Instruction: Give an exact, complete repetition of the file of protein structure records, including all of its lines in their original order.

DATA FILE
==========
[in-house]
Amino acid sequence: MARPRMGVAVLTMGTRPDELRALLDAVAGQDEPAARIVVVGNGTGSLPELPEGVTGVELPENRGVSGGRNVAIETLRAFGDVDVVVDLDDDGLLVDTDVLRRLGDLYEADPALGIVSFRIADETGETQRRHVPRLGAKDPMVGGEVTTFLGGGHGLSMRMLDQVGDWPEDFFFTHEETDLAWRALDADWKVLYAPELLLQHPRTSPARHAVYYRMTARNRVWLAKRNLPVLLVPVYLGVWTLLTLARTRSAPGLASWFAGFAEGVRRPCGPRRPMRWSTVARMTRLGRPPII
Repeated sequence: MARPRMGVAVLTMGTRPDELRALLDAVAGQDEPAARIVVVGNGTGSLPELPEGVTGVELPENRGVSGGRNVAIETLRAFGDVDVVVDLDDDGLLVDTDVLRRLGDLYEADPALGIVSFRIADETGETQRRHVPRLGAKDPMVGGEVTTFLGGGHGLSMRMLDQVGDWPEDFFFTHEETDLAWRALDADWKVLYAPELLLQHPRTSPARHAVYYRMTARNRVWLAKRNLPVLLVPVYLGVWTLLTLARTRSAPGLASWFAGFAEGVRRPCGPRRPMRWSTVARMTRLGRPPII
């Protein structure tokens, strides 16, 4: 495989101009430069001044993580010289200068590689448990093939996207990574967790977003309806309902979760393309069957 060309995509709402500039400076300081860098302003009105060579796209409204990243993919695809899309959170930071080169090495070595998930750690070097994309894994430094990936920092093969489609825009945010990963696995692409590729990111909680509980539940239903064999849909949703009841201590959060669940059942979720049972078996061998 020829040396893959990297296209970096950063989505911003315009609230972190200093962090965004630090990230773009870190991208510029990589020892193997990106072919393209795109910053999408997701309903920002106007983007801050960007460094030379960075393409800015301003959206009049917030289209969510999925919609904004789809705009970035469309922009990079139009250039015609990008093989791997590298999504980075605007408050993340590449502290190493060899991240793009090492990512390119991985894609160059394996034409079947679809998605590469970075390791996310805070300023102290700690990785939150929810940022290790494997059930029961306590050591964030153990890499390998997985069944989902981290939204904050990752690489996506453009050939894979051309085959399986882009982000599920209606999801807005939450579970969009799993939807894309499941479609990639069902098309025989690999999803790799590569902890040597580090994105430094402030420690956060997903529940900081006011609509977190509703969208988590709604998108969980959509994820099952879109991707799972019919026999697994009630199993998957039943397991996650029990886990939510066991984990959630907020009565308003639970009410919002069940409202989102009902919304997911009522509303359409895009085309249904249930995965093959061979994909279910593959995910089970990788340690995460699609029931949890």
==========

[in-house]
Amino acid sequence: MARPRMGVAVLTMGTRPDELRALLDAVAGQDEPAARIVVVGNGTGSLPELPEGVTGVELPENRGVSGGRNVAIETLRAFGDVDVVVDLDDDGLLVDTDVLRRLGDLYEADPALGIVSFRIADETGETQRRHVPRLGAKDPMVGGEVTTFLGGGHGLSMRMLDQVGDWPEDFFFTHEETDLAWRALDADWKVLYAPELLLQHPRTSPARHAVYYRMTARNRVWLAKRNLPVLLVPVYLGVWTLLTLARTRSAPGLASWFAGFAEGVRRPCGPRRPMRWSTVARMTRLGRPPII
Repeated sequence: MARPRMGVAVLTMGTRPDELRALLDAVAGQDEPAARIVVVGNGTGSLPELPEGVTGVELPENRGVSGGRNVAIETLRAFGDVDVVVDLDDDGLLVDTDVLRRLGDLYEADPALGIVSFRIADETGETQRRHVPRLGAKDPMVGGEVTTFLGGGHGLSMRMLDQVGDWPEDFFFTHEETDLAWRALDADWKVLYAPELLLQHPRTSPARHAVYYRMTARNRVWLAKRNLPVLLVPVYLGVWTLLTLARTRSAPGLASWFAGFAEGVRRPCGPRRPMRWSTVARMTRLGRPPII
């Protein structure tokens, strides 16, 4: 495989101009430069001044993580010289200068590689448990093939996207990574967790977003309806309902979760393309069957 060309995509709402500039400076300081860098302003009105060579796209409204990243993919695809899309959170930071080169090495070595998930750690070097994309894994430094990936920092093969489609825009945010990963696995692409590729990111909680509980539940239903064999849909949703009841201590959060669940059942979720049972078996061998 020829040396893959990297296209970096950063989505911003315009609230972190200093962090965004630090990230773009870190991208510029990589020892193997990106072919393209795109910053999408997701309903920002106007983007801050960007460094030379960075393409800015301003959206009049917030289209969510999925919609904004789809705009970035469309922009990079139009250039015609990008093989791997590298999504980075605007408050993340590449502290190493060899991240793009090492990512390119991985894609160059394996034409079947679809998605590469970075390791996310805070300023102290700690990785939150929810940022290790494997059930029961306590050591964030153990890499390998997985069944989902981290939204904050990752690489996506453009050939894979051309085959399986882009982000599920209606999801807005939450579970969009799993939807894309499941479609990639069902098309025989690999999803790799590569902890040597580090994105430094402030420690956060997903529940900081006011609509977190509703969208988590709604998108969980959509994820099952879109991707799972019919026999697994009630199993998957039943397991996650029990886990939510066991984990959630907020009565308003639970009410919002069940409202989102009902919304997911009522509303359409895009085309249904249930995965093959061979994909279910593959995910089970990788340690995460699609029931949890």